“They’ll probably start to taper in September,” said Josh Feinman, the New York-based global chief economist for Deutsche Asset & Wealth Management, which oversees $400 billion. “They know that that’s widely anticipated, and they haven’t done anything to deflect those expectations.”
The Fed staff continued to work on tools for the exit from record stimulus, briefing FOMC participants on the possibility of “a fixed-rate, full-allotment overnight reverse repurchase agreement facility as an additional tool for managing money market interest rates.”
Such a tool would allow the FOMC to offer an overnight, risk-free instrument to a “wide range of market participants,” and possibly improve their ability to keep short-term rates at desired levels, the minutes said.
FOMC participants continued to expect economic growth to pick up in the second half of 2013 and “strengthen further.” The minutes said “a number” of participants were somewhat less confident than they were in June due to higher mortgage rates, higher oil prices, slow growth in U.S. export markets and the risk that fiscal restraint might not decrease.
The FOMC affirmed a pledge on July 31 to continue bond buying until seeing signs “the outlook for the labor market has improved substantially.” While employers in July expanded payrolls by 162,000 workers, the smallest gain in four months, the jobless rate fell to a more than four-year low.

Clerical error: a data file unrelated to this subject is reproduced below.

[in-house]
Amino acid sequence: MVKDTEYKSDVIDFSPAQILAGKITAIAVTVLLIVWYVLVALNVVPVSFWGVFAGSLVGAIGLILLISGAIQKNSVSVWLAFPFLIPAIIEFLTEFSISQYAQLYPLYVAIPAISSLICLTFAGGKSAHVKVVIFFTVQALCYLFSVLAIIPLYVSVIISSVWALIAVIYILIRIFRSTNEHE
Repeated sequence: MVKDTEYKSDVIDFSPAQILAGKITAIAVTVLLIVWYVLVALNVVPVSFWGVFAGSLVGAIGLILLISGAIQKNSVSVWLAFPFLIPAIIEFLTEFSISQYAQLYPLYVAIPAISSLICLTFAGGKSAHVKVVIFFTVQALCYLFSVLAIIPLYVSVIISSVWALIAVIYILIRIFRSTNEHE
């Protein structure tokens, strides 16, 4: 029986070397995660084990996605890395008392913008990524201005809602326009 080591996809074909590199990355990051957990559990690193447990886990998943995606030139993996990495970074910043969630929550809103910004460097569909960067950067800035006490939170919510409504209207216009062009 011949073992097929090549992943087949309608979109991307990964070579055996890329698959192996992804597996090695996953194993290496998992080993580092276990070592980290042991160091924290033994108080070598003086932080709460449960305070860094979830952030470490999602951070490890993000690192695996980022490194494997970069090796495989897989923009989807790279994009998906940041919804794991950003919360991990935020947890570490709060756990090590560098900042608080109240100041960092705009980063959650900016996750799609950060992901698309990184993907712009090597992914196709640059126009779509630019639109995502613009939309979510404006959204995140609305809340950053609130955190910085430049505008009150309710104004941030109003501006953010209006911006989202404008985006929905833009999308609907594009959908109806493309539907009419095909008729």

Payroll growth over the past six months has averaged almost 200,000, compared with a 141,000 average in the six months before September, when the FOMC announced a third round of bond buying. Also, jobless claims fell to 320,000 in the week ended Aug. 10, the least since October 2007.
With inflation well below the FOMC’s 2 percent target, policy makers have leeway to press on with bond buying that has pumped up the Fed’s balance sheet to a record $3.65 trillion. Their preferred inflation gauge, the personal consumption expenditures index, increased 1.3 percent in the 12 months ended in June. Excluding food and energy, the index rose 1.2 percent.
FOMC participants predicted in June that gross domestic product will grow this year from 2.3 percent to 2.6 percent. During the second quarter, GDP rose at a 1.7 percent annualized rate, after a 1.1 percent gain in the first quarter, according to the Commerce Department.
Stronger U.S. growth and speculation the Fed will scale back bond purchases has helped erase about $1.37 trillion from the value of emerging-market equities in the past three months, data compiled by Bloomberg show.
Emerging-market stocks dropped for a fifth day. India’s S&P BSE Sensex and Indonesia’s Jakarta Composite Index both fell to 11-month lows this week, while Turkey’s lira fell to a record low versus the dollar.
Fed policy makers are “generally much more behind Bernanke” than in June, said Derek Holt, vice president of economics at Scotiabank in Toronto. “While the prior meeting had almost the hint of a rebellion, that seems to have been reined in this time around and they seem much more supportive of Bernanke’s public guidance about out how they will proceed.”